Anthropogenic Extinctions -- Eric R. Pianka

Anthropogenic Extinctions

© Eric R. Pianka

"The diversity of organisms is good, and the
untimely extinction of populations and species is bad.
Other species have intrinsic value in themselves that should
motivate respect and restraint in our dealings with them" -- Michael Soule

"Most evolving lineages, human or otherwise, when threatened with extinction,
don't do anything special to avoid it" -- George C. Williams

Hundreds of species, especially megafauna, in many different taxa went extinct during the transition from the Pleistocene to the present day. Possible causes of this "Quaternary extinction event" (Koch 2006) include climate change and overkill by human hunters as people migrated to many previously uninhabited regions in the New World and Australia during the late Pleistocene and Holocene. Humans first reached Australia about 50,000 years ago but did not get to the Americas until about 14,000+ years ago. Massive extinctions followed soon thereafter on both continents, strongly suggesting that anthropogenic activities were involved. Fossil records show that Pleistocene extinctions following human invasions were extensive and among others included many large mammals, such as mammoths, mastodons, chalicotheres, gomphotheres, pampatheres, glyptodonts, many ungulates, saber-toothed cats, cave lions, cave bears, diprotodons, several marsupial carnivores, lemurs, as well as various apes including other humans. Some birds that perished include giant South American Adzebills and huge Australian emu-like Dromornithids.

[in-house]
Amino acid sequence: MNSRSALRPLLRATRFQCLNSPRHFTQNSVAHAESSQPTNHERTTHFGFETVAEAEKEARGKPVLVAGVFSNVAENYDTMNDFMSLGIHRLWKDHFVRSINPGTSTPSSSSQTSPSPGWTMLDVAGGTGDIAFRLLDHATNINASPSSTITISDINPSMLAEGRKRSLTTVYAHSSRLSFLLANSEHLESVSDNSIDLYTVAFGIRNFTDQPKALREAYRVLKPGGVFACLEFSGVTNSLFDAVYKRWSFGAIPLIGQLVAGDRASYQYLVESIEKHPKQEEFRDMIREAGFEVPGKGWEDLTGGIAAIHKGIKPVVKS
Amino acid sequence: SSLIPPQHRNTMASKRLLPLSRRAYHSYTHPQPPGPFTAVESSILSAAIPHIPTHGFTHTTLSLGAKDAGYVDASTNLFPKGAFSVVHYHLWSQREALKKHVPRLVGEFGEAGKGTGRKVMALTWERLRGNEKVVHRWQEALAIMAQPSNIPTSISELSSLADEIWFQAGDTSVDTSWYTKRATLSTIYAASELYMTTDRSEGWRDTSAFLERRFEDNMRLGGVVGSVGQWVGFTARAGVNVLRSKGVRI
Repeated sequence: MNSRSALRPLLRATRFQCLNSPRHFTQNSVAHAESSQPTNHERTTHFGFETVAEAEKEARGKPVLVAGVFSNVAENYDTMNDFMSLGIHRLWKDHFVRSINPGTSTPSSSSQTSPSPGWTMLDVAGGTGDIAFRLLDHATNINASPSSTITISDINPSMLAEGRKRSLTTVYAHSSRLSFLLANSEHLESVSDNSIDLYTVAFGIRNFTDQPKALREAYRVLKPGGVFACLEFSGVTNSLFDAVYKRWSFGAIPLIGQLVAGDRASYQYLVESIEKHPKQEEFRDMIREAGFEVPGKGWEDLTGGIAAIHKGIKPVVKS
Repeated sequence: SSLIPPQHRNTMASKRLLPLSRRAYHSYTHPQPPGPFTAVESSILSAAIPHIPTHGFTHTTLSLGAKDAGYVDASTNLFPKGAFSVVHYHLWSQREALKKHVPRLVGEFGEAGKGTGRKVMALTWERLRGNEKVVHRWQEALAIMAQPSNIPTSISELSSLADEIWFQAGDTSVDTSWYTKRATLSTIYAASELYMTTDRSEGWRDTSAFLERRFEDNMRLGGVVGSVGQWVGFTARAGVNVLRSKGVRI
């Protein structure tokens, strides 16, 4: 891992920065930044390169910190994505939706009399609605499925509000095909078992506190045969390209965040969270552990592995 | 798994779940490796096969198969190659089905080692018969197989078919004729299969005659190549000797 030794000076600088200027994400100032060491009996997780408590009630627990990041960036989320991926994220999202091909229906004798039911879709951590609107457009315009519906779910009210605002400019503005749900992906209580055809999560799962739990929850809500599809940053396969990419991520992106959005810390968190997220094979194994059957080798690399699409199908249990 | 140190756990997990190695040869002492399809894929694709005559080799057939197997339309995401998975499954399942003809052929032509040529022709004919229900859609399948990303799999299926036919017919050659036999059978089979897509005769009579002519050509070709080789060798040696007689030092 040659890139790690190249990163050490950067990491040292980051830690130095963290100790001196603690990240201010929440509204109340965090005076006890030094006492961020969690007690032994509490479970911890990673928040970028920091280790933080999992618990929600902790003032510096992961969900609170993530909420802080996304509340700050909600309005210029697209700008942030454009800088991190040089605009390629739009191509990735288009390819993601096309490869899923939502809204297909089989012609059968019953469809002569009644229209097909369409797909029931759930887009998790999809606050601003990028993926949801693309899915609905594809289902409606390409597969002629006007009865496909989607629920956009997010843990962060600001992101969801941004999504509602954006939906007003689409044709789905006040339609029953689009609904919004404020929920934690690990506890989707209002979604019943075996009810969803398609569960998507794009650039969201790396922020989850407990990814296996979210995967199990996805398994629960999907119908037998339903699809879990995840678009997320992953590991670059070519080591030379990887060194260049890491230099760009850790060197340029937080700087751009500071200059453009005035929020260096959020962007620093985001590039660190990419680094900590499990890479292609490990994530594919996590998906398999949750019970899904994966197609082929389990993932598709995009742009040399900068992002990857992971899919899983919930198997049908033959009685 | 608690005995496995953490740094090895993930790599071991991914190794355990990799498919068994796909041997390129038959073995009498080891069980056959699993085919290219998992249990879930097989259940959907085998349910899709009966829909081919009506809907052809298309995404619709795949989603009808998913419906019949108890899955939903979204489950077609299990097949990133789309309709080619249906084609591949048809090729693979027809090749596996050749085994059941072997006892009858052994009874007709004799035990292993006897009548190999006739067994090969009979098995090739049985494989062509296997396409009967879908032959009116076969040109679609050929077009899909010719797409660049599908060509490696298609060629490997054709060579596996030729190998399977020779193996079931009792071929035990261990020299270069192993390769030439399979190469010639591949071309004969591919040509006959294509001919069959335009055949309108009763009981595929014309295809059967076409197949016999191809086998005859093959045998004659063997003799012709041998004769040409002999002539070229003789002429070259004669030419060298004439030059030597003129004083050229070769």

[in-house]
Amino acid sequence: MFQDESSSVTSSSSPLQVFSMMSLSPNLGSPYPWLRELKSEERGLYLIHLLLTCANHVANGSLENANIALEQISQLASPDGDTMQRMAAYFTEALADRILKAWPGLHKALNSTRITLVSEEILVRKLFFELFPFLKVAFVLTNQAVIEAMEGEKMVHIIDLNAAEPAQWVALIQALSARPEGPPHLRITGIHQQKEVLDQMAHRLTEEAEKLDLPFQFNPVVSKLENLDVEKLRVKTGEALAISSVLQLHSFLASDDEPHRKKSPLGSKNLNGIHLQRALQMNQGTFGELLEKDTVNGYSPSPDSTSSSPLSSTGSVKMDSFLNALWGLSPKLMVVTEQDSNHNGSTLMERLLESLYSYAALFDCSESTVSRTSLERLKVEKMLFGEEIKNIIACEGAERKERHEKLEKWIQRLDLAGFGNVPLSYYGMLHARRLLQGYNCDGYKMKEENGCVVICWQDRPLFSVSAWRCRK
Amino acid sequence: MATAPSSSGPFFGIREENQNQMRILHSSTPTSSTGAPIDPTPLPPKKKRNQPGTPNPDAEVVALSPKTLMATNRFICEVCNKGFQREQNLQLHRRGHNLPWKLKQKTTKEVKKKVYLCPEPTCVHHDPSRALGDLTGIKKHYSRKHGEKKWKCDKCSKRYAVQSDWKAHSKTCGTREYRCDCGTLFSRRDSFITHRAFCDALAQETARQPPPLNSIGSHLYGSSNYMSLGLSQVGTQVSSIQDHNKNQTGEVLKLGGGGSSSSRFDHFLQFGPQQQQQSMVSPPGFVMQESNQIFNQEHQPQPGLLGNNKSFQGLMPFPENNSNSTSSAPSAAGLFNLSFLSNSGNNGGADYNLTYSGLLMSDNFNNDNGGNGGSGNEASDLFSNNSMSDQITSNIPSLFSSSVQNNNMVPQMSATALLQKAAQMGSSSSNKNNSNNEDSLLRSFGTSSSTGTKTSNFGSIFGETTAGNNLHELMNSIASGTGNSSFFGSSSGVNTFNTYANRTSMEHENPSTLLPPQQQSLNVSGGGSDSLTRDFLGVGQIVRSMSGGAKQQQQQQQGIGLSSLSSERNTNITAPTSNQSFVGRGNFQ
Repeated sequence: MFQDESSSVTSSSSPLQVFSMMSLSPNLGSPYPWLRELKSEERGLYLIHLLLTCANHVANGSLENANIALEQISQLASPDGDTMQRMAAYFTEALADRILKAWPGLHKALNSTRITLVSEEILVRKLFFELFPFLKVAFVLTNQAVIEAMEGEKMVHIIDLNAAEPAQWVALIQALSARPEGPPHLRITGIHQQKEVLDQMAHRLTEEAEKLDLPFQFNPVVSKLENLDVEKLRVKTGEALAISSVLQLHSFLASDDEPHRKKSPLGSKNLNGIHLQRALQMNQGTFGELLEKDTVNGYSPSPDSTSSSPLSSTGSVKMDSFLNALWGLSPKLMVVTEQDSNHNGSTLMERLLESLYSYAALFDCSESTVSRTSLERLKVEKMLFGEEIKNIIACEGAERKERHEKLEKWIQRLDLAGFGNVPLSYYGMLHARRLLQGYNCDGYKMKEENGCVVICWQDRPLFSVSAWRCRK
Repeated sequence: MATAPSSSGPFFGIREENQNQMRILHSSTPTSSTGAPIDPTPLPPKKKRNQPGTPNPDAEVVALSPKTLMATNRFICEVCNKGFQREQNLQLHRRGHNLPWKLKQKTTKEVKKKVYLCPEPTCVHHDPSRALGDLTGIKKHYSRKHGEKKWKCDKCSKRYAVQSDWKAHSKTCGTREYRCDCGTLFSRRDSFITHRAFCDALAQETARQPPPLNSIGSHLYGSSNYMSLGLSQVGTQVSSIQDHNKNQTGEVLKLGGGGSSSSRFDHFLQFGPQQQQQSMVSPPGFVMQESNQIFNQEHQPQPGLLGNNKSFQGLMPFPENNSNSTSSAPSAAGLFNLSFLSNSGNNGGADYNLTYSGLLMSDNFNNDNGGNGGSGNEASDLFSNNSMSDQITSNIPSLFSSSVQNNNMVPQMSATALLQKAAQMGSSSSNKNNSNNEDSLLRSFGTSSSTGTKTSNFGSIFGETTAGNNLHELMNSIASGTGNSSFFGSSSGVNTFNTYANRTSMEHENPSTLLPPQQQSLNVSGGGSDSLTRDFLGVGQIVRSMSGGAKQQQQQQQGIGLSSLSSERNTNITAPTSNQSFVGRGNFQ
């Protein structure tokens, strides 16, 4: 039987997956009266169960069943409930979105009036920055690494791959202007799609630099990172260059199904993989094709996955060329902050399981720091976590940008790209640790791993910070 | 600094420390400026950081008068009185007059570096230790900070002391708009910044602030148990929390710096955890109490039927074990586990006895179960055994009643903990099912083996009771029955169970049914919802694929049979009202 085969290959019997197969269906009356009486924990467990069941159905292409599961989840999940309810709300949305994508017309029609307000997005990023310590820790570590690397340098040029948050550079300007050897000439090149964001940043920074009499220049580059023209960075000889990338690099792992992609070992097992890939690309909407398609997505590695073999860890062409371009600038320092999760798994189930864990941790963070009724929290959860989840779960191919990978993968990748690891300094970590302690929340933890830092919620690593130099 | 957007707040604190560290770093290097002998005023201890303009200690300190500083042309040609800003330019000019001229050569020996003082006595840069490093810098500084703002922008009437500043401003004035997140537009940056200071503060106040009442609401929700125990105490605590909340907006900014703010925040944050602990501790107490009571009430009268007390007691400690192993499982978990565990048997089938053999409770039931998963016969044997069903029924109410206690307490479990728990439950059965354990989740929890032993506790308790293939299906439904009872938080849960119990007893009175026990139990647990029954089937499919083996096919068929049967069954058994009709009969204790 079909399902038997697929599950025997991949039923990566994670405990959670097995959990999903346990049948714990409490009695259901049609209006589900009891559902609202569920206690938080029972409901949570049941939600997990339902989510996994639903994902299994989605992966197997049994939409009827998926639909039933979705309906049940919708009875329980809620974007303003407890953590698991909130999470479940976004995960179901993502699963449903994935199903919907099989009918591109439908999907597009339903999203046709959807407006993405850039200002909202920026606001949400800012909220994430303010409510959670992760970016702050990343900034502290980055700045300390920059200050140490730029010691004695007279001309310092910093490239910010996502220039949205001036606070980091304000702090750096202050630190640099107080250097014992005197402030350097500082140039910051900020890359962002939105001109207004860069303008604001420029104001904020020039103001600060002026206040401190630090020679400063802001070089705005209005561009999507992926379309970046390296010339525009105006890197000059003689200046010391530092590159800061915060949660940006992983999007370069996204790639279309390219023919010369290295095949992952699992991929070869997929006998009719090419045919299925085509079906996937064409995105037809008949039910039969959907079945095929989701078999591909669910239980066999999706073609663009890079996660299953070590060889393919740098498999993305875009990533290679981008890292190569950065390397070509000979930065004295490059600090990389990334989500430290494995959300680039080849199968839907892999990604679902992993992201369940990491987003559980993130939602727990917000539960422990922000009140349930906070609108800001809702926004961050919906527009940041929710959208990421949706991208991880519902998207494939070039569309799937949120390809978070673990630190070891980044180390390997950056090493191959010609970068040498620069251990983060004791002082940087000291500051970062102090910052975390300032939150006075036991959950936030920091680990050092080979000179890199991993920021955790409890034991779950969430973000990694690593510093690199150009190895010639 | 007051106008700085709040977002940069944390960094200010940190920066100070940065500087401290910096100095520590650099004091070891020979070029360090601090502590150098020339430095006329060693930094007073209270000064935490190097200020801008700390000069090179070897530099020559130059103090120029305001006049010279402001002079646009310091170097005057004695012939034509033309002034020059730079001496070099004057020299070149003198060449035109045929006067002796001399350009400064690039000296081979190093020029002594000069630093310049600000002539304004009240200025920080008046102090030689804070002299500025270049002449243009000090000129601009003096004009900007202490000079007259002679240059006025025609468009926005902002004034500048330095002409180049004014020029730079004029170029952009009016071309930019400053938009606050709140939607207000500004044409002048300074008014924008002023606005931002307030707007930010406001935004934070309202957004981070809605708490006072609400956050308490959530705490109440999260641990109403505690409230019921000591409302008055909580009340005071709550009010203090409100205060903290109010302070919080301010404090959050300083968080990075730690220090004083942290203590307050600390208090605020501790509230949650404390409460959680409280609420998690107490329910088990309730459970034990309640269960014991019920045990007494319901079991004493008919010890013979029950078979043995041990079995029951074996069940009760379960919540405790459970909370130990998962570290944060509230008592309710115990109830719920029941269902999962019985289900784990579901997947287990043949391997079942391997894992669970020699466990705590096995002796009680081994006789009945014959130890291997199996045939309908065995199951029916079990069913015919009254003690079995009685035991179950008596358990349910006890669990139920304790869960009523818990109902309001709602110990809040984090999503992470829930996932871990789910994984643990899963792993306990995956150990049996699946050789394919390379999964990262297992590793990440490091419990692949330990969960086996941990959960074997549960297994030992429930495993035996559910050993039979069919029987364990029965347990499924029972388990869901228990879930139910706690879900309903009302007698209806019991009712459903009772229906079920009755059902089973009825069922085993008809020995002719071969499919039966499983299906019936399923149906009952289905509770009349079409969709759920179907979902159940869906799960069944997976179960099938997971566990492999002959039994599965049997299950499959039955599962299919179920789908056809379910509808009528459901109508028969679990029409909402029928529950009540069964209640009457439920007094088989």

A more recent wave of extinctions followed human colonization of many islands, including the Caribbean and Galapagos Archipelagos, Indian Ocean islands, Hawaii and other Pacific islands, Madagascar, islands of the Mediterranean, and New Zealand. Many flightless island birds, including dodos and moas, went extinct (Steadman 2006), as did other island endemics such as land tortoises. Of course, little evidence is available for how people might have affected smaller species such as most lizards, but at least one gigantic Australian monitor lizard is known to have gone extinct during the Pleistocene following human colonization.

Several major episodes of extinction stand out in the fossil record. These events are so striking that they are used to mark the boundaries between geological periods, eras and epochs. A potentially greater anthropogenic extinction event is currently underway.

Humans are rapidly driving many other species extinct, so many that the anthropogenic Holocene extinction event has been named the Sixth Extinction (Kolbert 2014).

Last updated 4 September 2014 by Eric R. Pianka